Physicalism vs Naturalism (Are they different?)

In this guide, we will discuss “Physicalism vs Naturalism”. We will see what physicalism means and what does naturalism mean. Additionally, we will see the types of naturalism and what they entitle. Finally, we will mention briefly what the Identity theory is about, weaknesses we could find in the theory and what the evolutionary argument against naturalism comprises.

Physicalism vs Naturalism

Some philosophers believe that physicalism and naturalism are somehow associated. In particular, the question seems to be oriented on how we could make the transition from naturalism to physicalism. Naturalists believe that the natural world is the only world which can be explained in terms of natural phenomena and laws. Physicalism, on the other hand, explains that the world is physical in nature.

In other words and as indicated in, “is that physicalism is (philosophy) a philosophical position holding that everything which exists is no more extensive than its physical properties; that is, that there are no kinds of things other than physical things while naturalism is (philosophy) a doctrine which denies a strong separation between scientific and philosophic methodologies and/or topics.”

What is Physicalism?

For physicalists, the main thesis here is that everything is physical, intended usually as a metaphysical thesis. The general premise is that the nature of the actual words conforms to the condition of being physical. However, physicalists don’t necessarily deny the existence of things that at first are not considered as physical such as items of biological, psychological or moral nature. But they insist that items are either physical or supervene on the physical.

Physicalism is sometimes known as materialism and both terms are used interchangeably but both have different histories. The term materialism was introduced long ago while the term physicalism was introduced into philosophy in the 1930s by Otto Neurath and Rudolph Carnap who were members of the Vienna Circle. Some philosophers argue how physicalism and materialism are distinct from one another since materialists argue that everything is matter and matter is conceived as an inert, senseless substance according to Berkley, while physics has shown how not everything is matter in the sense materialists see it.

A philosophical current that is also in opposition to physicalism is idealism.

Identity theory

This physicalist theory states that ‘the mind is the brain’ and they are identical. Consequently, Mental states are brain states. This means that when brain activity occurs, mental activity occurs simultaneously because they are the same. The Identity Theory became popular in the mid to late 20th century.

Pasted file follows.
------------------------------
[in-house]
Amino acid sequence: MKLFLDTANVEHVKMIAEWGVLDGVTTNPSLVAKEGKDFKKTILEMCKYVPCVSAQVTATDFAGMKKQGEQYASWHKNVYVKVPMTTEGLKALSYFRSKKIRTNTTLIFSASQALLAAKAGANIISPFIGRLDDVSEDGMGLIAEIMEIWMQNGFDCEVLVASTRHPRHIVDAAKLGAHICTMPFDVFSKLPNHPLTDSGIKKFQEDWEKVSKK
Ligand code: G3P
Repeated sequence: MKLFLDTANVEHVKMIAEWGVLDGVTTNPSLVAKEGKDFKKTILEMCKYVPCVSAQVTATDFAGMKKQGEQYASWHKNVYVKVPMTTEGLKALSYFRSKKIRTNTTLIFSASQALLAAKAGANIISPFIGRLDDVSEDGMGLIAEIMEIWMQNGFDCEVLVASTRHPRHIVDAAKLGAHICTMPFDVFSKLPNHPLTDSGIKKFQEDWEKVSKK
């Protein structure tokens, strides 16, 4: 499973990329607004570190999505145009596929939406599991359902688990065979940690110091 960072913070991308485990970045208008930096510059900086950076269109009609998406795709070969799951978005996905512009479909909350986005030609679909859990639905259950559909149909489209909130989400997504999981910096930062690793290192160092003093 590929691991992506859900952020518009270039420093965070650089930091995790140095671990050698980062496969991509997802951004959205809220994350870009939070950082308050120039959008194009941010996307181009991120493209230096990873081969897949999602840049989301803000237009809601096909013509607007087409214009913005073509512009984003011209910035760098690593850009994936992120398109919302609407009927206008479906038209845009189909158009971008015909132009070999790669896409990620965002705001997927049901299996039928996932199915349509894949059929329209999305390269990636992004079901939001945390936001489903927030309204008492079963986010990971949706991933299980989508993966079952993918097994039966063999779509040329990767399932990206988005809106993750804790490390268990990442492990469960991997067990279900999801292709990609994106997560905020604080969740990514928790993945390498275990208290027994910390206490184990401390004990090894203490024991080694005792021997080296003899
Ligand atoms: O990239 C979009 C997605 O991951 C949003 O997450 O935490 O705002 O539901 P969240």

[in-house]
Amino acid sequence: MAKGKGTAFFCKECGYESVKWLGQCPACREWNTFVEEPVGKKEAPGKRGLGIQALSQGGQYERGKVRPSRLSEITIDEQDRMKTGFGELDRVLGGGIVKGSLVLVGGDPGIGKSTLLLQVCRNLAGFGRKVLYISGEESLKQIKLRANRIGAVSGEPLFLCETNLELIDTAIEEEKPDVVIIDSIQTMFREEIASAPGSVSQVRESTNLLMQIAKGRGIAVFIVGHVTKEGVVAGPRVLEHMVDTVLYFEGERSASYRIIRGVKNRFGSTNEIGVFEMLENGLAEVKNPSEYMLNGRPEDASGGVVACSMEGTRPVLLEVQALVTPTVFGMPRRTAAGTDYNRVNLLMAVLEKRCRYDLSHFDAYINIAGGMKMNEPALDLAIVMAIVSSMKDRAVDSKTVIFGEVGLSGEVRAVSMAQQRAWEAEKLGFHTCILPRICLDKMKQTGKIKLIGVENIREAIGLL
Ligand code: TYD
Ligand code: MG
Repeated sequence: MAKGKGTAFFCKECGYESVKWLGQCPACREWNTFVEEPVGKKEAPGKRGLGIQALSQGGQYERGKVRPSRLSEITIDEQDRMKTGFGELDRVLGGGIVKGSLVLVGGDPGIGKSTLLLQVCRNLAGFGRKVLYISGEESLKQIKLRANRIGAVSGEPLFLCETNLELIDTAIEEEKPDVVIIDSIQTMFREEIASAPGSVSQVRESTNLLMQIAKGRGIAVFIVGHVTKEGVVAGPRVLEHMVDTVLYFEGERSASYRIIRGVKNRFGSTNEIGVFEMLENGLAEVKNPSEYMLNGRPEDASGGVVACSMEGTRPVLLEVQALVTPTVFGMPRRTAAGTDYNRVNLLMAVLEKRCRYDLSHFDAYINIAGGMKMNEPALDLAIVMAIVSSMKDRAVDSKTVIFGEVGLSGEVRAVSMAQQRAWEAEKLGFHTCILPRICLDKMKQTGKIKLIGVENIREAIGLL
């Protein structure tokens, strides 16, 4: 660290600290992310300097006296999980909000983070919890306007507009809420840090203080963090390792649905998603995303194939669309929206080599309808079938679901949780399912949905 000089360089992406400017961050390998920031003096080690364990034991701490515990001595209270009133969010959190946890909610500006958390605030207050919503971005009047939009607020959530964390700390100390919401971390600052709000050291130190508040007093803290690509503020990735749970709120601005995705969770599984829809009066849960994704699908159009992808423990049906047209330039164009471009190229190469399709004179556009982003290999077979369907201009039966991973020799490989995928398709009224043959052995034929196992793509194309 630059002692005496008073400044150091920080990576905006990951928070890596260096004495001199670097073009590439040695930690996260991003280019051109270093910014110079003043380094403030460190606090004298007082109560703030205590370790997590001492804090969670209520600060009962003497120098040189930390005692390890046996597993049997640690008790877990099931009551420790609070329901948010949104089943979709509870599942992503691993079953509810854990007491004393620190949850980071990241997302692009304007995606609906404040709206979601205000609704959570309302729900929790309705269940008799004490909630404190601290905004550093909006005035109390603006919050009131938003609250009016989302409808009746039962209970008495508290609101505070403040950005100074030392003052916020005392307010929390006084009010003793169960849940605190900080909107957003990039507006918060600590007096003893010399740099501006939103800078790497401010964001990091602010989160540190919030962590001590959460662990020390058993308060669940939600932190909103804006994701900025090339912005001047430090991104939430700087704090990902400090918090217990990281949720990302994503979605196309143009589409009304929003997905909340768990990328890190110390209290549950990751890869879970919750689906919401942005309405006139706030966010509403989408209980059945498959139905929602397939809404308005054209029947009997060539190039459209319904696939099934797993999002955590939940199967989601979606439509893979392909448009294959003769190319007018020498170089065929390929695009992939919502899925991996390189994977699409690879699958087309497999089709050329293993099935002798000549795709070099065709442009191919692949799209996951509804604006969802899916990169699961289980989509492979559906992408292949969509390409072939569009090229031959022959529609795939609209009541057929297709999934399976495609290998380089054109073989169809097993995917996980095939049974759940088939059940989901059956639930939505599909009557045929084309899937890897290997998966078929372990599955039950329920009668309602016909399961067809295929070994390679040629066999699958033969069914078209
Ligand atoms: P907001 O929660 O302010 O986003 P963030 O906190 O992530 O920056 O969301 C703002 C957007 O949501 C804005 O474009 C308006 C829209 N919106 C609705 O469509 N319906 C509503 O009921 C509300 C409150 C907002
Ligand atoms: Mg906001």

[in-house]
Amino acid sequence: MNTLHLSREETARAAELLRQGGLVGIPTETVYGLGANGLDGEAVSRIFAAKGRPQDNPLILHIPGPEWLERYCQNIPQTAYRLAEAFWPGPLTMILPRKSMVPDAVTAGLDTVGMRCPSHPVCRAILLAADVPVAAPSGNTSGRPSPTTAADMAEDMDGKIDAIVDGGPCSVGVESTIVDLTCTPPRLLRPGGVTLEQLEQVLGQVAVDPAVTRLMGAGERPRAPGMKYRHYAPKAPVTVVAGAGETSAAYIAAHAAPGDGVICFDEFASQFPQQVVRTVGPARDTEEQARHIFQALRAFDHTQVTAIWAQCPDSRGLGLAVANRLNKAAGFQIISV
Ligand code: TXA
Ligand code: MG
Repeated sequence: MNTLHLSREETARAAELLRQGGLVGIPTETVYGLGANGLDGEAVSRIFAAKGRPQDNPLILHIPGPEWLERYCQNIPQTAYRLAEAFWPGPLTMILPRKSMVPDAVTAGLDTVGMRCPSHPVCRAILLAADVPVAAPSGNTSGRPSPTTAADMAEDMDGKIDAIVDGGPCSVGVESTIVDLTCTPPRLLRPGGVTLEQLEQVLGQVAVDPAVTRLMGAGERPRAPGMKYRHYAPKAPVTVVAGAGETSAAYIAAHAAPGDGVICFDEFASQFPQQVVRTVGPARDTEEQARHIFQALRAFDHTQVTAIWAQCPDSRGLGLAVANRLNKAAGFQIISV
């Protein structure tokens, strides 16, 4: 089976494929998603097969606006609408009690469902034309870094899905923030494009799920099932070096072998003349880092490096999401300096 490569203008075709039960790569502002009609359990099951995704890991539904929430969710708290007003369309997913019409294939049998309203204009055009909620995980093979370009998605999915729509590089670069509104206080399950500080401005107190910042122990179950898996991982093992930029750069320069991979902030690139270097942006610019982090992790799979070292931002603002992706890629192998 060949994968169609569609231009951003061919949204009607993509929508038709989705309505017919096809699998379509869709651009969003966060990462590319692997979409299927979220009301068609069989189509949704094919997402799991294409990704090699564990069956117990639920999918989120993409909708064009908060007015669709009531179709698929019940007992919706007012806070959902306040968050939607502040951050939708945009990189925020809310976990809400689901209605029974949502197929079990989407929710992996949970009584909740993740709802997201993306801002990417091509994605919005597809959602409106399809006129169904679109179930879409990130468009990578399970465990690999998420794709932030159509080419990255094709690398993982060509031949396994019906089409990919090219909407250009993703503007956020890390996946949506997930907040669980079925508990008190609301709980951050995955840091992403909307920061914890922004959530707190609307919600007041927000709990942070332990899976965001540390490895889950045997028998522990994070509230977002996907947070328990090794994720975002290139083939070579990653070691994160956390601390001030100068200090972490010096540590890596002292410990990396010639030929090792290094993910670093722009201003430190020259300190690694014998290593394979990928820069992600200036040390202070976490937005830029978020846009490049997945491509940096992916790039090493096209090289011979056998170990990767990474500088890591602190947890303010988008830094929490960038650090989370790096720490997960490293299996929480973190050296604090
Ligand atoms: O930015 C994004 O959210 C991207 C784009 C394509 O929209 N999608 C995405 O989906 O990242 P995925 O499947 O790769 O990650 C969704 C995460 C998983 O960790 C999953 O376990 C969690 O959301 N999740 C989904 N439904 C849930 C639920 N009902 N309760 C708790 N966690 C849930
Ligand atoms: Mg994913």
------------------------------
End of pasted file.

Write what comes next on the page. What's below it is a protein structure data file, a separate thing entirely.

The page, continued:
Moreover, changes in our brain seem to correlate with mental and brain states. This means that we can see the changes in brain states that will ultimately result in changes to mental states and vice versa. For example, if we drink alcohol, our brain will work slightly differently than before the consumption. Since my brain will start to work differently, our minds will too.

Similarly, my mental states will also have a correlation to my brain states affecting my body. For instance, let’s consider the stress we feel when we are about to deliver a public speech or when we are about to take an important exam. The stress is ‘seen’ in the body by evidence that certain brain activity can elicit physical symptoms such as sweating, shortness of breath, nausea, upset stomach, etc.

On the other hand, we still don’t know everything about the brain and that is a premise that both identity theorists and physicalists seem to account as true, so there are things about the mind that are still not clear.

Weaknesses of the Identity Theory

The weaknesses within this theory of the mind are, how is it possible for this physical system to support or cause experiences that have a phenomenal nature? When we talk about the mind and the brain, it seems that they have different qualities. One is physical and the other one non-physical in their properties. 

Another big problem is the problem of multiple realisability. We will have to accept how animals and other living creatures (including humans) can experience pain or love but just not simply attributed to a particular chemical process that happens in the brain. This means that the lack of this chemical process would not allow you to feel pain or love. 

Finally, scientifically speaking, the Identity theory seems to have many problems in terms of creating an understanding of how we can deal with the phenomenal nature of mental processes. 

What is Naturalism?

We have started with a very superficial definition of what naturalism is so here we will talk about it more in-depth. Naturalism is considered a historical point of view born in the early 1900s to move philosophy closer to science, to argue and affirm that there is nothing beyond nature (nothing supernatural or spiritual) and to use it along with the scientific method to investigate everything that is considered ‘real’, including the human spirit.  

Ontological Naturalism

Ontological Naturalism deals with the kinds of entities we think exist and how we define things related to the supernatural (or what we understand by the supernatural). Moreover, this type of Naturalism deals with what exists. Usually, ontological naturalists will explain how there are no entities that can have an effect or influence on the physical world which are not themselves considered as physical.